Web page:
The dark and the light, good and evil, beauty and brutality, the foolish and profound: how they play together, how they are all wound up in each other, how it’s almost impossible to tear them apart, as least in our ordinary, daily experiences. They lay side by side, or one on top of the other; they copulate over and over, and we, this life itself, is what they give birth to.

Mind and matter, nature and art, science and spirituality: They too seem rolled into one. It’s hard to separate the one from the other. They are shot through with each other. What fascinates me is how certain patterns emerge over and over. How they seem to tell us something about Life, about ourselves, about what this whole world stretching out beyond the cosmos is all about. If you pay attention to the patterns, to the fractal self-similarities, you taste something that smacks of truth. Of what we were created to discover.

When to Write

This is my great failing, my falling, my torment.

One day when I was a young mother, I decided that I would put off my writing. I would wait until my children were grown. I found when I wrote I worked myself into such a torment, into such a heated frenzy, that when my children came home from school or needed something when I was writing, I could not tear myself away. Or if I did, I was in a rage, and I resented them. I did not want to spend time with them. I wanted to write. That’s all I wanted.

And I hated that. Hated being that way, feeling that way, toward them. I thought: they are little only a little while. I want to enjoy them, every minute I can of their young lives. I want to be here now, with them. So I put my writing away, taking it out only when I knew for certain I had the time to devote undisturbed, with the understanding that my children came first. My writing was hidden away in a drawer like a caged beast. It growled at me. It said: I will make you pay for this.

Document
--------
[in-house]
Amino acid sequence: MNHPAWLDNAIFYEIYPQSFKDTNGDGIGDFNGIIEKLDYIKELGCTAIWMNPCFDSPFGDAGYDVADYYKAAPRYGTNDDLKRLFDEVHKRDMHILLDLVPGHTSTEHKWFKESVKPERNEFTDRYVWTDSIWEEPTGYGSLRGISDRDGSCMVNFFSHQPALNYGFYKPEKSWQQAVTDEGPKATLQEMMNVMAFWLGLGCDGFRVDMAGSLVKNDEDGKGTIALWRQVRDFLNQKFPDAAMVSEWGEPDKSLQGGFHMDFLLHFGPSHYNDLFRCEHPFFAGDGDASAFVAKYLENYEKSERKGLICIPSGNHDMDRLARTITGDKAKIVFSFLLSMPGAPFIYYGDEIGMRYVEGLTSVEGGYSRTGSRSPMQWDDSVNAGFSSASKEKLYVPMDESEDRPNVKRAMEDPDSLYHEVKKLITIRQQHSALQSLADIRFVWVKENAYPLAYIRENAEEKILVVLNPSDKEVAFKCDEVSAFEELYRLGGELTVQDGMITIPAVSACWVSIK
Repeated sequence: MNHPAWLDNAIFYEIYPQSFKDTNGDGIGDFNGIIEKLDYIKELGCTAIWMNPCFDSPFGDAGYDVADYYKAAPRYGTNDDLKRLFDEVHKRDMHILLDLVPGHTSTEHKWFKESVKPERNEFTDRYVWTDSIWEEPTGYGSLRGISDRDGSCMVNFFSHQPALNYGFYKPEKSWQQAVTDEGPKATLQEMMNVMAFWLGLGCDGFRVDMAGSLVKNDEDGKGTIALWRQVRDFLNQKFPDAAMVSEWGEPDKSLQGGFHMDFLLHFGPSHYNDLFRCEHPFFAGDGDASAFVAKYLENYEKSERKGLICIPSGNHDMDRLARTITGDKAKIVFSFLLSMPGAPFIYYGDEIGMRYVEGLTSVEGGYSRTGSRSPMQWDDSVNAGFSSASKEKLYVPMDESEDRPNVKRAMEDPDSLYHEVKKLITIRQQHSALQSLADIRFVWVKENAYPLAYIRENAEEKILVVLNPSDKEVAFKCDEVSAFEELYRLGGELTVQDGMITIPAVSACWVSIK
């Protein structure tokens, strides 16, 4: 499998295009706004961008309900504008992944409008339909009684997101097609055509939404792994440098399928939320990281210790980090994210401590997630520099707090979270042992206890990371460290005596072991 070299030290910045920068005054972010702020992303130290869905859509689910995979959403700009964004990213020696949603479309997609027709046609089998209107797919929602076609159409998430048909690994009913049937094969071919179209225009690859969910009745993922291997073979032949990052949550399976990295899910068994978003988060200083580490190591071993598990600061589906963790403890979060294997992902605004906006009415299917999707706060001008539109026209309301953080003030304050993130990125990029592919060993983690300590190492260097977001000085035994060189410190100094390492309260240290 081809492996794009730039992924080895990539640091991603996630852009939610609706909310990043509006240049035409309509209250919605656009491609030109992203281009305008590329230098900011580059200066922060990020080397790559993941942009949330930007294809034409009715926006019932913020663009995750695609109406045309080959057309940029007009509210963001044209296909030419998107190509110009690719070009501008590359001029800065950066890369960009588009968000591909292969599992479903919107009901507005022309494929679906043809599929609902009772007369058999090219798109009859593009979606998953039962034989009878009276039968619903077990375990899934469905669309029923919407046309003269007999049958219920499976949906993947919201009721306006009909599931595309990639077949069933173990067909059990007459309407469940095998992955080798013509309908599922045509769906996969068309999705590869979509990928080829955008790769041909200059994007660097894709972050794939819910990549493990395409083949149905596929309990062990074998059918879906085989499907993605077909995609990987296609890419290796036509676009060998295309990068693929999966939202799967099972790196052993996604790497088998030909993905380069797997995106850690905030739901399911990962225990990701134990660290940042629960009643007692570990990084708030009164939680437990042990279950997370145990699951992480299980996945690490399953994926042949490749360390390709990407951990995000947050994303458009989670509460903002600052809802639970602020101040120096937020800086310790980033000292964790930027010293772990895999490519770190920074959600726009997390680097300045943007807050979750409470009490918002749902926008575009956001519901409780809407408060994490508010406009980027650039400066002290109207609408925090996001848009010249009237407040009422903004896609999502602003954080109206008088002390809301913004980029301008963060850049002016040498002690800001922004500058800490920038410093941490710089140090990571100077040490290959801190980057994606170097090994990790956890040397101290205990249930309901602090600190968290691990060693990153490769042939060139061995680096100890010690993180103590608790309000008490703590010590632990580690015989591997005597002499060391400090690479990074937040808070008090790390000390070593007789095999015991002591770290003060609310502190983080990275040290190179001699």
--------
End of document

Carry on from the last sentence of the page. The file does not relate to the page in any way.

So I wrote less and less. And the years went by, and the children grew up. But there was always something more important than writing to devote myself to: teaching, social justice, community work, politics; saving the world, preserving the environment, protesting for peace, for a living wage; helping the poor, the homeless, the disenfranchised.

And the years went by and all the writing I had done was work related: political, social, economic.

Then I retired to write full-time. And here I am. But do I write full-time? No. There’s beds to make, and floors to shine, and gardens to weed, and windows to wash. There’s non-stop news on cable aabout wars and scandals and school shootings and missing planes and police brutality and social unrest. The whole world, it appears, spinning out of control, and I must witness its unraveling.